The Ludington School Forest offers more than five miles of trails where you can bike and hike to take in all autumn has to offer. Ludington State Park is also great for recreation and has more than 18 miles of trails, more than 5,300 acres of forest, and much more.
West Michigan is blessed every year with amazing fall colors and places like Silver Lake are the best spots to see the fantastic yellow, green, and red colors.
The Silver Lake Sand Dunes are a fun and scenic place to see the fall colors. You can take an off-road vehicle for a spin on the dunes or take a guided tour. You"ll be able to see Silver Lake and Lake Michigan and the majestic fall colors surrounding them.
Gaylord is, in a word, exquisite in fall and there are several places where you can bike, hike, or paddle to see the best of the season.
But for truly breathtaking fall vistas, there are two locations to go. Treetrops Resort in Gaylord is well-known for its golf courses, but it also provides one of the best fall views in all of Otsego County. The Sturgeon River also offers awe-inspiring views and is a great way to experience fall from a different point of view.
Cadillac's in-town Cadillac Route is a great way to enjoy fall in downtown Cadillac. The 7-mile Cadillac Foot and Bike Path offers a chance to explore downtown and continue on to Lake Mitchell at the edge of the Manistee National Forest.
The Around Cadillac loops allow visitors to visit numerous scenic overlooks, farm markets, and hiking experiences. These routes offer the best of everything as you cross the Pine and Big Manistee rivers.
The contrasting hardwood and evergreen forests of Northern Michigan are something spectacular to behold in the fall and Grayling is the perfect place to see it all.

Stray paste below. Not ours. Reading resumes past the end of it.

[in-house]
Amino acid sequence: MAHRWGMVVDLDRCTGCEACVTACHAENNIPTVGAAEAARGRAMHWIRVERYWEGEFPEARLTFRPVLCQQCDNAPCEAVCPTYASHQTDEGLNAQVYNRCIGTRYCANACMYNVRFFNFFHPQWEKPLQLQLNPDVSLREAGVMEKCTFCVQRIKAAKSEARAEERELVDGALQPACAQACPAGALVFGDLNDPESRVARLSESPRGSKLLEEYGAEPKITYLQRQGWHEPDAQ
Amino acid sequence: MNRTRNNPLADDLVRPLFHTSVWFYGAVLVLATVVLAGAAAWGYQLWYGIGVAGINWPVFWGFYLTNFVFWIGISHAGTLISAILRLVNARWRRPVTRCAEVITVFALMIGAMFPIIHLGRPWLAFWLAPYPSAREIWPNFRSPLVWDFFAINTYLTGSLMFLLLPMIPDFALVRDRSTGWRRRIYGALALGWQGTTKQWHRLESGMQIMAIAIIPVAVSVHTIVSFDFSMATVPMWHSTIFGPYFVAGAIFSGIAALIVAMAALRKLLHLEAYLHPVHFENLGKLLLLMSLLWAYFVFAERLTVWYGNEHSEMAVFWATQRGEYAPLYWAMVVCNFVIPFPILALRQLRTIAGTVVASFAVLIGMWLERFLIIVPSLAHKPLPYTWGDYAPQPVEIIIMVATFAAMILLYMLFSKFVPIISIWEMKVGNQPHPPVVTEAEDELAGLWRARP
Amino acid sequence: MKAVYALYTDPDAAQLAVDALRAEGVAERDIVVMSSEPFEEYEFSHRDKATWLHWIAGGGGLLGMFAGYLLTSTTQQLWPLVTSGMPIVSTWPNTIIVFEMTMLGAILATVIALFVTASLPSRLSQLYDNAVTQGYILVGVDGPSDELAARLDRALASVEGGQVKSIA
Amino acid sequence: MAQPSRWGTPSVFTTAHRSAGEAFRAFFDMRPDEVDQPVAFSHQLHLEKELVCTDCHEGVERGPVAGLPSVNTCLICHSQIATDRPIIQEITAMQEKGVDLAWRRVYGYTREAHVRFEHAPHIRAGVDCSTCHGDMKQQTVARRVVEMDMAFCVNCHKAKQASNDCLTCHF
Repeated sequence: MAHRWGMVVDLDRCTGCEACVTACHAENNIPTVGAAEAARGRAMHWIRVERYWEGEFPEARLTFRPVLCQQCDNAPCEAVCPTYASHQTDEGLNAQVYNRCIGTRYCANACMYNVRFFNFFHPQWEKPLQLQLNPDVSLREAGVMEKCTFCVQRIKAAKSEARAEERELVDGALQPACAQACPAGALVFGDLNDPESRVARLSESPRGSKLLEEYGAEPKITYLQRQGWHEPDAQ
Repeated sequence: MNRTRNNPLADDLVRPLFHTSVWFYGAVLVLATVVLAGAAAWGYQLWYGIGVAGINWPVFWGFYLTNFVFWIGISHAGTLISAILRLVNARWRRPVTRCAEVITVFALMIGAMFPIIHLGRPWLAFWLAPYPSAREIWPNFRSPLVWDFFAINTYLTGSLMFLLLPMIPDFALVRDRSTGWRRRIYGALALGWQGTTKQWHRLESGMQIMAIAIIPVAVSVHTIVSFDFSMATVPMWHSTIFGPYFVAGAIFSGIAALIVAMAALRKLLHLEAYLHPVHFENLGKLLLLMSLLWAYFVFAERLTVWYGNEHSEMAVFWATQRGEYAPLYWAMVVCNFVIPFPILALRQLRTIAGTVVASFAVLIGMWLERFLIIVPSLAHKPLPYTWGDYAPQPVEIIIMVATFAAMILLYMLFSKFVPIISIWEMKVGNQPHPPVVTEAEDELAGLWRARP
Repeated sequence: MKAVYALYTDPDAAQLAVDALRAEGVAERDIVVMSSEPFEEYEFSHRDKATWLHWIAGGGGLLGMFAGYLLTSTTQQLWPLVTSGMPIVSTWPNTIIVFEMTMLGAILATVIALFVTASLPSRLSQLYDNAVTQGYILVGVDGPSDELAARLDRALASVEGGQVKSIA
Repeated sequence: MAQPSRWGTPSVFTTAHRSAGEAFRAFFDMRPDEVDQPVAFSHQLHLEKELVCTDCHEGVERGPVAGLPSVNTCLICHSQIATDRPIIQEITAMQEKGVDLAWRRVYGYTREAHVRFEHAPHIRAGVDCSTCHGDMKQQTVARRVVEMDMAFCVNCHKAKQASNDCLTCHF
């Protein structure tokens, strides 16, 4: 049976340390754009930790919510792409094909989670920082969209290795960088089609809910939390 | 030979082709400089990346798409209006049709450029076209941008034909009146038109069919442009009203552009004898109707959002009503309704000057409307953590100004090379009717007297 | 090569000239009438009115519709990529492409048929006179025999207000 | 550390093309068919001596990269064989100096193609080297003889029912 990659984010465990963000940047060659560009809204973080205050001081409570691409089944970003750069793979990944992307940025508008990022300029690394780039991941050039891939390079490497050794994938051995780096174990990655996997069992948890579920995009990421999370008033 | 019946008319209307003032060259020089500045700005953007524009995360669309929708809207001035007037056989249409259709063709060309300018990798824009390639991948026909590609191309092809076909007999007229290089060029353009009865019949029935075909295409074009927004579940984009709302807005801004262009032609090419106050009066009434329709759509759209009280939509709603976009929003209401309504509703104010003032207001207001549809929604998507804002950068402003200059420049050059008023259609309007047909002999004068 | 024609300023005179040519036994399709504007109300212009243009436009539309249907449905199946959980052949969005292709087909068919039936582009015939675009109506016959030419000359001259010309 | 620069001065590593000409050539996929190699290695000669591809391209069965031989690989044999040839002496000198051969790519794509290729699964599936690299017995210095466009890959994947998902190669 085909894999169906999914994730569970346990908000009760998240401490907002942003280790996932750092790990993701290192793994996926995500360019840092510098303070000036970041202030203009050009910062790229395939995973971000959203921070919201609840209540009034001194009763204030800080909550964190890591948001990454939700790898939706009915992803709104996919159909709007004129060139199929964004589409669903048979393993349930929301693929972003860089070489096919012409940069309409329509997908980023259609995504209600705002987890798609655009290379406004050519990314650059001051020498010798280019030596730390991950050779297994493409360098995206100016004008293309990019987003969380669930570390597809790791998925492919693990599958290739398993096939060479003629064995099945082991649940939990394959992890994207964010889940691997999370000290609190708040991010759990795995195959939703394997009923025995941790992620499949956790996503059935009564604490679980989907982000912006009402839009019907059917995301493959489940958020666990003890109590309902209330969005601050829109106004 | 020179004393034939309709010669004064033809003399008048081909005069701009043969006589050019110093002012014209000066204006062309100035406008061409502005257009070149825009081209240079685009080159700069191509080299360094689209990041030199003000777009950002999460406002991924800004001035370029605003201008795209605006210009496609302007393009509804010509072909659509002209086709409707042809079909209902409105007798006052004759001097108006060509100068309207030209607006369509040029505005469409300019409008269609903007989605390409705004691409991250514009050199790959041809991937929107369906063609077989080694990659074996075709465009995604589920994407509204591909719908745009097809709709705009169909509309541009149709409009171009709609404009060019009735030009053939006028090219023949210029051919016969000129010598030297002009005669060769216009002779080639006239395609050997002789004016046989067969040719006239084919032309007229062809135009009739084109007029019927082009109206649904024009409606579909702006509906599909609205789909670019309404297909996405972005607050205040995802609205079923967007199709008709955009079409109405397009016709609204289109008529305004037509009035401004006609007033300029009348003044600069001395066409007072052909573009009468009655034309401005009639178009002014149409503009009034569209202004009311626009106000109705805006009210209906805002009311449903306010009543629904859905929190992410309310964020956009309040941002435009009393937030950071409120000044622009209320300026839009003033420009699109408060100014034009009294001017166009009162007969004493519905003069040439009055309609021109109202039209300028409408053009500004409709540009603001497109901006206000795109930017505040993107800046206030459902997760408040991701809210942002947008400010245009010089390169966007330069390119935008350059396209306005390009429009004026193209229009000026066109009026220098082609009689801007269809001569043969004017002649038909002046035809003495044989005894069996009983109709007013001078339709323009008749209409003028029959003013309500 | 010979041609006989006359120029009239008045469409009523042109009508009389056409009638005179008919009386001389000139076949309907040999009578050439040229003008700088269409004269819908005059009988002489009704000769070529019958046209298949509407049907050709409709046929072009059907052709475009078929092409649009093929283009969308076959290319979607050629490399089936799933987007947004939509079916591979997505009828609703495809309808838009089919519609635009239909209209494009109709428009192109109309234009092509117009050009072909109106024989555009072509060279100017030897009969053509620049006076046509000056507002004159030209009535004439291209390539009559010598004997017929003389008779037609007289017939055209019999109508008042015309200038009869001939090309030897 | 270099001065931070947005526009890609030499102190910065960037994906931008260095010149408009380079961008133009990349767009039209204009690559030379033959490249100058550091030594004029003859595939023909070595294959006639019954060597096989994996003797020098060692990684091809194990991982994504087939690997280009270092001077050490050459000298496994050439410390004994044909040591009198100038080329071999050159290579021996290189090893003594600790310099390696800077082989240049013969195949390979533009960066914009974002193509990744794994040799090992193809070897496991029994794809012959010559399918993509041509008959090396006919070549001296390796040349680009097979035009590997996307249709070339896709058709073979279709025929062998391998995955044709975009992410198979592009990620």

Head down M-93 or I-75 to Hartwick Pines State Park. Here you can bask in the colors of fall while enjoying a leisurely bike ride or hike on a crisp fall day. Hartwick Pines is one of the biggest state parks in Michigan's Lower Peninsula and it's hard to match its beauty.
As the Sanctuary of the Great Lakes, Alpena is the place where history and heritage collide with relaxed outdoor adventure. With its claim to fame being its position on the 45th Parallel (halfway between the North Pole and the Equator), Alpena is situated on the shores of Lake Huron in northern Michigan and is home to the nation's only freshwater marine sanctuary.
Centrally located to 7 lighthouses, and boasting 1000+ miles of shoreline, 43K+ acres of state forest land, 300K+ acres of open water, and more than 2 dozen parks, Alpena is a must-explore fall destination in northern Michigan.
Aside from exploring four hiking trails, you can tour the 80-foot-tall Alpena Light on Thunder Bay River. Also called Little Red, the lighthouse is believed to be the only one of its kind in the country.
Great fall colors can be found anywhere in Michigan, even in Mount Pleasant in central Michigan. One of the best spots in the Mount Pleasant area is the Bundy Hill Preserve in Remus. There are two miles of trails to explore and you can scale the highest point in Isabella County at 1,270 feet.
You can also see fall beauty at Deerfield Nature Park in Remus, where you'll find a covered bridge, disc golf courses, and more.
Mount Pleasant's park system is also a great way to explore the city and see fall colors. There's space for skateboarding, picnicking, playgrounds, horseshoe pits and so much more. They're the perfect spots for fall family outings.
The gateway to Michigan's thumb coast is a great place to visit for fall color. In fact, it may be one of the state's best-kept secrets.
Fall is the prime time to see gorgeous autumn hues and you can't go wrong with driving along M-25. The roadway actually ends in Port Huron, but while you're in town you can take a gander at Fort Gratiot.
If Michigan's fall colors are your thing, hop on M-25 in Port Huron or head north on M-53 and head to Port Austin. The drives are picturesque and the colors stretch for miles as you drive along the Lake Huron coastline.
Stop into town to visit the seasonal farmer's market or visit for one of Port Austin's fun events.
If you want to get back to nature, check out the hiking trails at Huron County Nature Center and Wilderness Arboretum or Port Crescent State Day Use Park. When it comes to nature, you can't be the views the Nature Center offers, especially in the fall.
One of the best ways to experience fall in Bay City is on the water with BaySail. This allows visitors to take a sailing trip on the Saginaw River and Saginaw Bay.
The boats typically depart from downtown Bay City, and you'll be able to see fall colors in a completely different way. You can bring the whole family or charter an entire ship for a private cruise or private dinner.